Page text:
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Foreigners banned from buying homes: could it happen here too?

New Zealand’s new Labour prime minister elect has banned non-resident foreigners from buying existing homes anywhere in the country in a bid to address a shortage of affordable housing.

PM-elect Jacinda Ardern, who is coming to office thanks to a coalition led by the Labour party she leads, says her country is “no longer for sale” adding “We have agreed on banning the purchase of existing homes by foreign buyers.”

In an interesting parallel with the current complexion of the British Labour leadership, Ardern has in the past gone on the record as saying the capitalist system was a "blatant failure" in the provision of homes.


Foreign ownership and the housing shortage in some New Zealand cities were key issues in the campaign ahead of the September 23 election; in the past month a coalition has been formed between Labour, the Green Party and a party called New Zealand First.

Knight Frank’s summary of global house price rises found the annual increase in NZ was 10.4 per cent; the Real Estate Institute of New Zealand reports that prices in the capital city, Wellington, have risen 18.1 per cent in the past year.

Property consultancies have given stark warnings of how the new government’s policies may impact on the housing market.

On New Zealand news website Stuff the economist Nick Tuffley says the Labour pledge to stop the off-setting of rental property losses against their other income, and to increase the liability of capital gains tax on investment property resales, could hurt the market.

"There's a degree of uncertainty largely for property investors, they're facing the potential for tax changes that come through to make property investment less attractive. What that suggests is, in the short-term at least, property investors will remain cautious" he says.

The research head of consultancy CoreLogic, Nick Goodall, says prices may be stagnant for six to 12 months as investors assess whether to stay in or leave the housing market. 

In Britain, measures ranging from higher taxation to an outright ban on overseas buyers have been advocated in the past from a range of groups including right-wing think tank Civitas; a study commissioned by London Mayor Sadiq Khan found that overseas buy to let investors bought 3,600 new build homes in the capital between 2014 and 2016, many appropriate for first time buyers.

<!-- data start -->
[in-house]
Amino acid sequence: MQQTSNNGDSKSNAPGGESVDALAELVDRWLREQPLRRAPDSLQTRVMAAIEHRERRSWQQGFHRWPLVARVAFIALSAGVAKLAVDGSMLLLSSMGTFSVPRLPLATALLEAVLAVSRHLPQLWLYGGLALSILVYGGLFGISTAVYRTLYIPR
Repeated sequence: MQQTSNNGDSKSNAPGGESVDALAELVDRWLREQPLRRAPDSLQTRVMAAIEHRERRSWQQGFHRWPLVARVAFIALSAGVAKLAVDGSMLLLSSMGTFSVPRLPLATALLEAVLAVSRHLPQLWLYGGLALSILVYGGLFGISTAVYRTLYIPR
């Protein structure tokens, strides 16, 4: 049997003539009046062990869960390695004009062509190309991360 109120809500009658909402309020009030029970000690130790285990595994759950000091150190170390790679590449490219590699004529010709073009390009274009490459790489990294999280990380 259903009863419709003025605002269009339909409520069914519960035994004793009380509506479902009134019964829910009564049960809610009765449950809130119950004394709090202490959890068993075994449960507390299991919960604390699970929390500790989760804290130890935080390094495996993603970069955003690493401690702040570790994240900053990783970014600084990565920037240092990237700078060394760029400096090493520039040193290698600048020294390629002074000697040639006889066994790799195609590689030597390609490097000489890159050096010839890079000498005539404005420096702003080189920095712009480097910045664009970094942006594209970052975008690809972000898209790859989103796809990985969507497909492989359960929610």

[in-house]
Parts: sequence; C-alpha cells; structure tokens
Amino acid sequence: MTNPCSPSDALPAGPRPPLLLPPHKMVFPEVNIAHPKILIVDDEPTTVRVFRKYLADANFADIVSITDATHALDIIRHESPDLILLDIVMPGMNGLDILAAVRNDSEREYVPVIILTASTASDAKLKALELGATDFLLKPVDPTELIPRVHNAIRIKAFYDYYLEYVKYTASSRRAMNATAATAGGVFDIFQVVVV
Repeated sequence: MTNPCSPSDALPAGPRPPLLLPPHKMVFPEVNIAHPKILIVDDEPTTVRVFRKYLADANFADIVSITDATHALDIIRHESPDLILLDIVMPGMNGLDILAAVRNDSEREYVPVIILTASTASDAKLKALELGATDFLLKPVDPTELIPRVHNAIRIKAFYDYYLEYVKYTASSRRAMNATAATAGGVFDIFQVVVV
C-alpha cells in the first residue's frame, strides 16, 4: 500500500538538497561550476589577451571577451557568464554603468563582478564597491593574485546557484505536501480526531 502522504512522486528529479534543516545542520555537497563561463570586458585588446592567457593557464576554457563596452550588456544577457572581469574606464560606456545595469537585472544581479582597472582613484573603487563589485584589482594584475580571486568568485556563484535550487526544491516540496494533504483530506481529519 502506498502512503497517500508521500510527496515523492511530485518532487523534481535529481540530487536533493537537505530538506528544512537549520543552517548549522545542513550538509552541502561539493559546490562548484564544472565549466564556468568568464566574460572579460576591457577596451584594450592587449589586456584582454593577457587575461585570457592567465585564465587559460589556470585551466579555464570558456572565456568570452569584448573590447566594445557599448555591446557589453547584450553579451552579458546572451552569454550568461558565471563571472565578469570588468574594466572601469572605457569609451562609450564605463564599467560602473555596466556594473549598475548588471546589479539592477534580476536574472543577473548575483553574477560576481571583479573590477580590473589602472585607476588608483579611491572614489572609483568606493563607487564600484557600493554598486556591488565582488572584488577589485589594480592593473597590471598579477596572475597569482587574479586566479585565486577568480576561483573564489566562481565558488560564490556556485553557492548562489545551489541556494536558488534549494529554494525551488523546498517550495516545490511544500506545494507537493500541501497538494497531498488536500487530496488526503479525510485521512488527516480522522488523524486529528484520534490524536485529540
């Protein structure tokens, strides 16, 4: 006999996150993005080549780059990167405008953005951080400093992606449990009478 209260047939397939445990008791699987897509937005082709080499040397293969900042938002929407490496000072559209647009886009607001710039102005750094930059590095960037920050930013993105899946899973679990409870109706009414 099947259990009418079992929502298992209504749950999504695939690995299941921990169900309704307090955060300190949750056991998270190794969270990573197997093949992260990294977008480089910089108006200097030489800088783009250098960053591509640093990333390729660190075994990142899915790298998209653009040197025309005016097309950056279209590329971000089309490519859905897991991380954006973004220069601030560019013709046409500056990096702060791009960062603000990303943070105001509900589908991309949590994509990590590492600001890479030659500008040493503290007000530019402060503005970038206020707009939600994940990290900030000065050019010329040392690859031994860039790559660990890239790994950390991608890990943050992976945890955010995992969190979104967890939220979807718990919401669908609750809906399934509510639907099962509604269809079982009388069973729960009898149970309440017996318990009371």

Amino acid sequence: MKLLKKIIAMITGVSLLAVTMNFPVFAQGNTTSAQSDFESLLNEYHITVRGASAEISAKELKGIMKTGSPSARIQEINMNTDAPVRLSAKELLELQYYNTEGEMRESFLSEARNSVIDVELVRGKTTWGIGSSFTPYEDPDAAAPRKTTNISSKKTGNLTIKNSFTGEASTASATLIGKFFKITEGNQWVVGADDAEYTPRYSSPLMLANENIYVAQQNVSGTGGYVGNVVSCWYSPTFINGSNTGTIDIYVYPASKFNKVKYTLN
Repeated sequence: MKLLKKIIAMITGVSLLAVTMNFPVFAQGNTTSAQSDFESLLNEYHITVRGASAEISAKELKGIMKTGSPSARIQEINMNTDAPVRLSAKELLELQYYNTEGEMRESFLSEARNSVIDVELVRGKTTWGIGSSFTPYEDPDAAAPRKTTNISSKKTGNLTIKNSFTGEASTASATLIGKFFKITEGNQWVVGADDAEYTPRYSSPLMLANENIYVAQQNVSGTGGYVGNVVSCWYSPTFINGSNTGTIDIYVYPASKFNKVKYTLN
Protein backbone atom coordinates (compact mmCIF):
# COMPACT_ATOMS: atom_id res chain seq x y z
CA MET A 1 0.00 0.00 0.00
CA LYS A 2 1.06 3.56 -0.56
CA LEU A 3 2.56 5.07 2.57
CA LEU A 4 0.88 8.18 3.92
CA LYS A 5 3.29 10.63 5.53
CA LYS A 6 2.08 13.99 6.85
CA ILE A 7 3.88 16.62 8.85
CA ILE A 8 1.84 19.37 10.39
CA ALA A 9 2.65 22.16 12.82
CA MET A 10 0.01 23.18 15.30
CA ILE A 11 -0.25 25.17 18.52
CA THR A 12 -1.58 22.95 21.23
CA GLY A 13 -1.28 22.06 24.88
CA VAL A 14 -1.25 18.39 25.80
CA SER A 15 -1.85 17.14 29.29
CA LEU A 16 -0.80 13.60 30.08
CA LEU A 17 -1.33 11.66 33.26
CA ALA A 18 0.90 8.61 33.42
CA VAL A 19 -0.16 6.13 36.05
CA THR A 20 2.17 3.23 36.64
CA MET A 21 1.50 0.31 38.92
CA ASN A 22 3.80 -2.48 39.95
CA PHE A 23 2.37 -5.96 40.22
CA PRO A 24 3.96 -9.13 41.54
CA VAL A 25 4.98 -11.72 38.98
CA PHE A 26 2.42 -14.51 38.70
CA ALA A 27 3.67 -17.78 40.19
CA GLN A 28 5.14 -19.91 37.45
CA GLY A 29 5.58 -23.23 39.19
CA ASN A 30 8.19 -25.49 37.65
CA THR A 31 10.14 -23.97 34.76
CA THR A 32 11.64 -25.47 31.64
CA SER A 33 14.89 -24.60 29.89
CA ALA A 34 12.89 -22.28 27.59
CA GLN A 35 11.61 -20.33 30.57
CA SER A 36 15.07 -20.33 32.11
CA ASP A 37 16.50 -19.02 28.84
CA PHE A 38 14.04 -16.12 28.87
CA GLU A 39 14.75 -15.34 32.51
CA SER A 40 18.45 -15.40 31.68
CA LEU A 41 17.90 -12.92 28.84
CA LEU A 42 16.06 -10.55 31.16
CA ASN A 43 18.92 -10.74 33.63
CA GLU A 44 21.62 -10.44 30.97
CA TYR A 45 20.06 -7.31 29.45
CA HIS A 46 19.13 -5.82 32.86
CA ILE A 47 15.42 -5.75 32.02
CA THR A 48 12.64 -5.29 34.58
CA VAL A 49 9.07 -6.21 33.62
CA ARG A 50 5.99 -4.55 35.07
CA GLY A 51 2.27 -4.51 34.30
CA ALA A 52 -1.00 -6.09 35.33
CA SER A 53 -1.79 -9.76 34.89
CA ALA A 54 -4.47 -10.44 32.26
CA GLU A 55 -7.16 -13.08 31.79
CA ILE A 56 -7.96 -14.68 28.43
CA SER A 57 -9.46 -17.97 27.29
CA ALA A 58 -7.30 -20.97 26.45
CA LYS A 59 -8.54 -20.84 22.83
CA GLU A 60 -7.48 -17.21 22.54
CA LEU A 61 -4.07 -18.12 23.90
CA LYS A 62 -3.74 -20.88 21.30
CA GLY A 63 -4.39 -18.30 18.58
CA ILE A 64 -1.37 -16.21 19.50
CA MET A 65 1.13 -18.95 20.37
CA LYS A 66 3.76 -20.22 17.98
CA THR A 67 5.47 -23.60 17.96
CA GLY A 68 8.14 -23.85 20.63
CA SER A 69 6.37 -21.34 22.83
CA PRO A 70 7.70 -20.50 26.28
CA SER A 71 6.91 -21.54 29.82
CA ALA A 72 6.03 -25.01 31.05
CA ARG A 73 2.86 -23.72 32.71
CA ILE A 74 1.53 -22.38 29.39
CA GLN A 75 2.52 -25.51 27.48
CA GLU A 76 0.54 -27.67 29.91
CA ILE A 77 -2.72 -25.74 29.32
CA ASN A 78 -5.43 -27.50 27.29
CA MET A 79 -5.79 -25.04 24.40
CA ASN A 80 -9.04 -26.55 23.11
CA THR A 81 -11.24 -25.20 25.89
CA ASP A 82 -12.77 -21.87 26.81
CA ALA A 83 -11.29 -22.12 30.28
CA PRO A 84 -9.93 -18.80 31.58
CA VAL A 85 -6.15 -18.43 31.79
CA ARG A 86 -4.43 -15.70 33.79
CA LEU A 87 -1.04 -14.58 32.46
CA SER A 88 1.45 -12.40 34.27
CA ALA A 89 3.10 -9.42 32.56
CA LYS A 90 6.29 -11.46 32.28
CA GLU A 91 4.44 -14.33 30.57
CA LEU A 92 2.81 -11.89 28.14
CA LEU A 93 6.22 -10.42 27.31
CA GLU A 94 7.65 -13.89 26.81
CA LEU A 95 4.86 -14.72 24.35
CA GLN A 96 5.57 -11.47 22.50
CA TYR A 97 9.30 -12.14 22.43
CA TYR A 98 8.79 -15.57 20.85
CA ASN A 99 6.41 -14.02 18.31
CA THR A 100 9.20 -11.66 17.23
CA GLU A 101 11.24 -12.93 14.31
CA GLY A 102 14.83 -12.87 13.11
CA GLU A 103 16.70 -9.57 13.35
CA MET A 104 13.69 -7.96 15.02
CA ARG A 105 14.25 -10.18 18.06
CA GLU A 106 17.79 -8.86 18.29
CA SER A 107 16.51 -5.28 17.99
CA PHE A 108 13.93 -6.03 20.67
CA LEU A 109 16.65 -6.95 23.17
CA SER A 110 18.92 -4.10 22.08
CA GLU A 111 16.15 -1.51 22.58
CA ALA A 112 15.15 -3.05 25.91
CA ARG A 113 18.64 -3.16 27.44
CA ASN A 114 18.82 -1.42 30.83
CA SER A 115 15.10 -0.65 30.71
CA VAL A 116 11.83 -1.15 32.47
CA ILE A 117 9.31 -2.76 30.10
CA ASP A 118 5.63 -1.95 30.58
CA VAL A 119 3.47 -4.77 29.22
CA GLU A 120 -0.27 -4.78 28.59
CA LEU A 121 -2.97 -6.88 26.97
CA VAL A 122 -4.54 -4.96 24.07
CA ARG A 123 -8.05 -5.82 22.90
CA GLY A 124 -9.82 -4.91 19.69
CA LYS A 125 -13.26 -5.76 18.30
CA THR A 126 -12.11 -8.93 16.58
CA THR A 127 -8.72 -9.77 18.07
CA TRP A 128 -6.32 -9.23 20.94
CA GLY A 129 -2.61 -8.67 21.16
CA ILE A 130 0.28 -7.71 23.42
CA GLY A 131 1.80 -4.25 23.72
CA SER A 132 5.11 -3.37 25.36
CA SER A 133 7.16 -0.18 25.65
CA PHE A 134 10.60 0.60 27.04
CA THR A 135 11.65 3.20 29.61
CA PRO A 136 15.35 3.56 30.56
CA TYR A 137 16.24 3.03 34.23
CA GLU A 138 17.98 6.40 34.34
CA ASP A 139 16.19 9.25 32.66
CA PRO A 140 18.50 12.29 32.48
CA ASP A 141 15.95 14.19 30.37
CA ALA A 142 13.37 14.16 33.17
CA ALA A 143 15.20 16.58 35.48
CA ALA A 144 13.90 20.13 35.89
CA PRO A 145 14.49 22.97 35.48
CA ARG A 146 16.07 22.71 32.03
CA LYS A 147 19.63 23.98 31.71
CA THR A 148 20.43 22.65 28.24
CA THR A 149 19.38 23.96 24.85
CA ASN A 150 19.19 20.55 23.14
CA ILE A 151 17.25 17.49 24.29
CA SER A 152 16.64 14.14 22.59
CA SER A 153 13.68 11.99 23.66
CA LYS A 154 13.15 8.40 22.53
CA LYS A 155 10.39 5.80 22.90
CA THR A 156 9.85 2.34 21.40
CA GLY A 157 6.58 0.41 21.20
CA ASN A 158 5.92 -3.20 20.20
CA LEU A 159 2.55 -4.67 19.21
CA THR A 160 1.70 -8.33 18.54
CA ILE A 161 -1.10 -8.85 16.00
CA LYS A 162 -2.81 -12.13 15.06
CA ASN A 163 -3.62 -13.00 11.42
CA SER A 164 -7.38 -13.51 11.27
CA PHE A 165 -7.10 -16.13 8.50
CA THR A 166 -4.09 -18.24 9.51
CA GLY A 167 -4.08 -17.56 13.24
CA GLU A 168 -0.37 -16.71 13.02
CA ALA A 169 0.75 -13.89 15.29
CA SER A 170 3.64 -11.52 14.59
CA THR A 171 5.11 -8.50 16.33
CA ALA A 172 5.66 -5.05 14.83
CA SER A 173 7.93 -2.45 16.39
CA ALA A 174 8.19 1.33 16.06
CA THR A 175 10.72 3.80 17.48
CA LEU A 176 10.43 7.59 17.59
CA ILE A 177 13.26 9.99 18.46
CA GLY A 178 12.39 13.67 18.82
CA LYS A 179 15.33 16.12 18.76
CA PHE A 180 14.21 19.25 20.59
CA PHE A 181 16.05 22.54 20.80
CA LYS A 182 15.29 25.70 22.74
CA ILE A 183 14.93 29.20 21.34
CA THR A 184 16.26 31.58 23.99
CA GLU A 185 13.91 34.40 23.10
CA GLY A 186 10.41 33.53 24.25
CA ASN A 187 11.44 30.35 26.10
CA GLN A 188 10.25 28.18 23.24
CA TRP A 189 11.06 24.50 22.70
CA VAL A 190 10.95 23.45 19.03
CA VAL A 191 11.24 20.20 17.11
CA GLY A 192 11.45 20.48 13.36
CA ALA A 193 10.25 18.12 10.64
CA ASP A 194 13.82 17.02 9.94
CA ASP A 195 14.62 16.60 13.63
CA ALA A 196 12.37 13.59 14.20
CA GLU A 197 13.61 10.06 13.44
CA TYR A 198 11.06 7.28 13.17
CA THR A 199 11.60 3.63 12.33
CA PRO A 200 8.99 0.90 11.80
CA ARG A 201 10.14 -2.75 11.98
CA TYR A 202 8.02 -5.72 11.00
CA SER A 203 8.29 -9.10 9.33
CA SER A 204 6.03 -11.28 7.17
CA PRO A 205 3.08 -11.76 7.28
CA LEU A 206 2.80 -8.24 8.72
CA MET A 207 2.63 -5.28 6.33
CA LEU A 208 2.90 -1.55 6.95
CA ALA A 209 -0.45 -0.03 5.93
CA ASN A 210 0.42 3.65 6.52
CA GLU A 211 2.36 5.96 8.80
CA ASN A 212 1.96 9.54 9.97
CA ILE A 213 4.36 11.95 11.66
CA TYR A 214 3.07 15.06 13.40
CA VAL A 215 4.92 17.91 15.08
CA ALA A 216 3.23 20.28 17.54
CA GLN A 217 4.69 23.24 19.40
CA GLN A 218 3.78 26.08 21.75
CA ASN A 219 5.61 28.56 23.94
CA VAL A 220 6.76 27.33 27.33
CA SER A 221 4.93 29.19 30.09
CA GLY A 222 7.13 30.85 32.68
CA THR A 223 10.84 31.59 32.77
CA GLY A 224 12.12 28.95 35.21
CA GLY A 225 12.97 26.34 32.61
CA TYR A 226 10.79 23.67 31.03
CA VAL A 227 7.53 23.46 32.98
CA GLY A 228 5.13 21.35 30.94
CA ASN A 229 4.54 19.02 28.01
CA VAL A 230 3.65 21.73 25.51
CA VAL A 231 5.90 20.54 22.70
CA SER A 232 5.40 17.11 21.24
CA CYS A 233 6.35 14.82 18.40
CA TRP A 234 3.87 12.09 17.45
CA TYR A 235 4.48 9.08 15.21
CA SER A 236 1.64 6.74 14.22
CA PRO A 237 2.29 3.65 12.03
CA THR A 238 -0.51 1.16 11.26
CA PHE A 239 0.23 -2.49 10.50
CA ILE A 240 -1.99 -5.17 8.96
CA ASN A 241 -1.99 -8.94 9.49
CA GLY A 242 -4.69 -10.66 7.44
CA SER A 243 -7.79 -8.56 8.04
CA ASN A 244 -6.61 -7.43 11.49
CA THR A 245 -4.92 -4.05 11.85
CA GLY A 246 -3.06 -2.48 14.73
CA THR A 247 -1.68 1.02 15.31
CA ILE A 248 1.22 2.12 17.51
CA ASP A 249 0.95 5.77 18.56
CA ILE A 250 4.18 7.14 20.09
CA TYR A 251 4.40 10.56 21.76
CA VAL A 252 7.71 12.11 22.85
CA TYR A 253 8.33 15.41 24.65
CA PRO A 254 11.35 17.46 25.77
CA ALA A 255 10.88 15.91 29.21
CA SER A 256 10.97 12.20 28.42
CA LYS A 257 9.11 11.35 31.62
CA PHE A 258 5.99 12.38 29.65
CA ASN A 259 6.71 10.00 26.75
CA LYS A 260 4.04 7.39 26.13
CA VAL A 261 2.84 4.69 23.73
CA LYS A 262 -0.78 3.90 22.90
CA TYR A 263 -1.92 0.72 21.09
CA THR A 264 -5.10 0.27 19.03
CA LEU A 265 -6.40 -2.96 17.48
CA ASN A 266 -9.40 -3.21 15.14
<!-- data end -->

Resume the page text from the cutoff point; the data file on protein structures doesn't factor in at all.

• Simon Shinerock

    This is no different from import duties, quotas and bans, it’s a restriction on free trade, protectionism is a failed strategy and a typical one adopted by socialist governments bent on proving two plus two equals five

  • Brit Miller

    Hi we are far from a free market in terms of housing. We have ultra low interst rates, QE, funding for lending, tax relief for land lords and help to buy. The anti free markets steps to lower the strength of the £ and reduce lending costs have given an unfair advantage to foreign investors to buy a large amount of the housing cost pricing out locals.

    When we have teachers, nurses, police priced out of London and yet all the newbuild properties are marketed to the South East Asian market we have a problem. Homes should be built for shelter (a basic need) not as an investment opportunity for foriegn investors. So yes I am happy for foriegn investors to be banned from the UK property market. However I have no issues with foriegners buying properties here if they come here to work and add to our economy.

  • Simon Shinerock

    Sorry Brit, I accept the problem but not the cause and not the solution, there is no way foreign investors are pricing out local buyers, the opposite, they have caused more property to be built and helped control rents through expanded supply, you can’t end a drought by turning off the taps, we need a bigger reservoir


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